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A Dissident Rabbi

As reformation is fomenting in Europe, there is a Jewish fellow who proclaimed himself Messiah and developed a huge following in the Ottoman Empire and parts of Europe.  According to him, the redemption of the world was at hand.  His name was Sabbetai Zevi.  The year is 1665. 9780691183572

His followers set aside their traditional Jewish beliefs and practices for new standards set by Zevi.  But there was a naysayer in the bunch, a dissident rabbi who warned his countrymen that Zevi was not the Messiah after all.  So they should abandon their enthusiasm for this man and return to their traditional practices.  His name was Jacob Sasportas.  A new book, written by Yaacob Dweck, provides a biography of this Separdic rabbi who stood up to Zevi.  It is published by Princeton University Press.

As it turned out, this “messiah” converted to Islam at the behest of the Ottoman sultan.  It’s was a wild and crazy century for Europe and the Ottoman Empire.  This book tells a fascinating story.   For more click here.

 

 

Who does Mark say that I AM?

One of my favorite features of our book, Rediscovering Jesus (InterVarsity, 2015), comes in the Gospels themselves.  In each chapter we ask the question: Who does Mark/Matthew/Luke/John say that I am?  In effect, we take a look at how each evangelist tells the story of Jesus.  Here is an excerpt from the chapter on the Markan Jesus.

WHO DOES MARK SAY THAT I AM?

And who is this Jesus? He is the Messiah (Christ) and Son of God—that is, God’s end-timeRediscovering Jesus agent whose task is to liberate the world from evil, oppression, sin, sickness, and death. The world that Jesus enters is hostile and contrary to the human race. The Messiah appears in order to claim all that God has made on behalf of heaven. In Mark’s account Jesus moves quickly along “the way” challenging and disrupting demonic powers, disease, religious authorities, storms and, ultimately, the power of Rome itself.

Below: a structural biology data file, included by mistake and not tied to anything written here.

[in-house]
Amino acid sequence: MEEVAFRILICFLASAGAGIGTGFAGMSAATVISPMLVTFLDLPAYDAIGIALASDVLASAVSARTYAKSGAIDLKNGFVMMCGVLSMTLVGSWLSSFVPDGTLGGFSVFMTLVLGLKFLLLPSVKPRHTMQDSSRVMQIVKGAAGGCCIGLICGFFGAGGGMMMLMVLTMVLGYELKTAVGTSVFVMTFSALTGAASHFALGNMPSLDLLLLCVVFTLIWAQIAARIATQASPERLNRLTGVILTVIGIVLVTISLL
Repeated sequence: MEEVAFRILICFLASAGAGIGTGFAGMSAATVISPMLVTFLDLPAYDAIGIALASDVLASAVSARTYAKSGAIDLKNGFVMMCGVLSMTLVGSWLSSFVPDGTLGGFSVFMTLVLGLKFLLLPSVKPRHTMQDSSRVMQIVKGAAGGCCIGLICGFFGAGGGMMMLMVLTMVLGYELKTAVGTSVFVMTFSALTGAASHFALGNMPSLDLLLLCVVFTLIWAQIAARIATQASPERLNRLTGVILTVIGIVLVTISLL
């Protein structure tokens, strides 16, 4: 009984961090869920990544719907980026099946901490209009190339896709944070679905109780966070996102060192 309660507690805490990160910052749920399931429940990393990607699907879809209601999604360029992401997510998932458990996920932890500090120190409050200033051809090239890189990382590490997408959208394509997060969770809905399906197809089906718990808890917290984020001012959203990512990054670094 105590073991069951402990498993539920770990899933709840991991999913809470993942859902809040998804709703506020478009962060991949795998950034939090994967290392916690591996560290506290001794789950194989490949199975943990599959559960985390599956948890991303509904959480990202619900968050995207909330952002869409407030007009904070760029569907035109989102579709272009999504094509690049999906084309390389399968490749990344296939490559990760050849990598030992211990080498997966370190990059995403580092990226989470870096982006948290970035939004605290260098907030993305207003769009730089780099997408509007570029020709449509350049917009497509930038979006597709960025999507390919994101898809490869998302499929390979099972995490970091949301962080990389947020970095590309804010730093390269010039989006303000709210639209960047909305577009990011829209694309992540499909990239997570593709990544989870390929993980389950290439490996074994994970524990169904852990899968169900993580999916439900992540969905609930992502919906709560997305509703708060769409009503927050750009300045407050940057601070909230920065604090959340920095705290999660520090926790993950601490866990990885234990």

But Jesus does not appear from nowhere; prophets such as Malachi and Isaiah have written of him long ago. They foresaw his coming, and John the Baptizer arrived right on schedule to prepare his way. If John is God’s messenger (Mal 3:1) and the voice crying out in the wilderness (Is 40:3), then surely Jesus is the “Lord” whose paths must be made straight (Mk 1:2-3). But the word “Lord” here is no polite address to an English country gentleman or a simple affirmation of a person in authority; it is the way Greek-speaking Jews uttered the unspeakable name of the one, true God of Israel. Jesus the Christ is no ordinary man, for the very name of God—a name protected by the Ten Commandments—belongs rightly to him. As Mark’s story unfolds, it is apparent why this is so.

When Jesus heard that a prophet had again appeared in Israel, he left Nazareth to see for himself. As he entered the Jordan River to be baptized, onlookers would have thought that Jesus was becoming a disciple of John. But it was what Jesus heard and saw next that dramatically changed his life. He saw a vision: the heavens were ripped open, and the Spirit descended on him like a dove. Then he heard a voice from heaven: “You are my Son” (Ps 2:7) and “with you I am well pleased” (Is 42:1). Whether or not anyone else saw or heard what was going on in the heavens that day is unclear. Mark tells us only that Jesus saw and heard; perhaps Jesus’ special sonship was a secret that needed protecting for a while. But it was enough for Jesus to see and hear it, because it was about him and him alone. He knew what he must do next. He must leave behind Nazareth and the anonymity of the workshop for a public life in Galilee and beyond. He must trade a builder’s tools for the skills of a traveling rabbi.

 

To read more, check out our book here.

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